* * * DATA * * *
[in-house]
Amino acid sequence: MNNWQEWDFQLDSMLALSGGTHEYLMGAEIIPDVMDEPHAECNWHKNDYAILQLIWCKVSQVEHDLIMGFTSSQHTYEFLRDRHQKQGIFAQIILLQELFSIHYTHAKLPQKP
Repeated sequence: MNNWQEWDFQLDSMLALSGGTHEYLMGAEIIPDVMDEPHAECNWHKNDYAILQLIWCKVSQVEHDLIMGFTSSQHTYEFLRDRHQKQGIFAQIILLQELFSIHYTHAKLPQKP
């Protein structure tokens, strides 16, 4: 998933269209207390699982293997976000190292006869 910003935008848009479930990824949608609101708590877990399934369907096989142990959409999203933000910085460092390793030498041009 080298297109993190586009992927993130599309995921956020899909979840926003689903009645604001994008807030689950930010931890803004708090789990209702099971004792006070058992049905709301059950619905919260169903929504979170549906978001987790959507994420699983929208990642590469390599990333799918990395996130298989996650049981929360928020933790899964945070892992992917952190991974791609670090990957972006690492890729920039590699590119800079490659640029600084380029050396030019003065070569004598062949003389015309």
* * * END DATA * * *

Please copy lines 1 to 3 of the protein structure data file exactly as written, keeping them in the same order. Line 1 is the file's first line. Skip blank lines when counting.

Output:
[in-house]
Amino acid sequence: MNNWQEWDFQLDSMLALSGGTHEYLMGAEIIPDVMDEPHAECNWHKNDYAILQLIWCKVSQVEHDLIMGFTSSQHTYEFLRDRHQKQGIFAQIILLQELFSIHYTHAKLPQKP
Repeated sequence: MNNWQEWDFQLDSMLALSGGTHEYLMGAEIIPDVMDEPHAECNWHKNDYAILQLIWCKVSQVEHDLIMGFTSSQHTYEFLRDRHQKQGIFAQIILLQELFSIHYTHAKLPQKP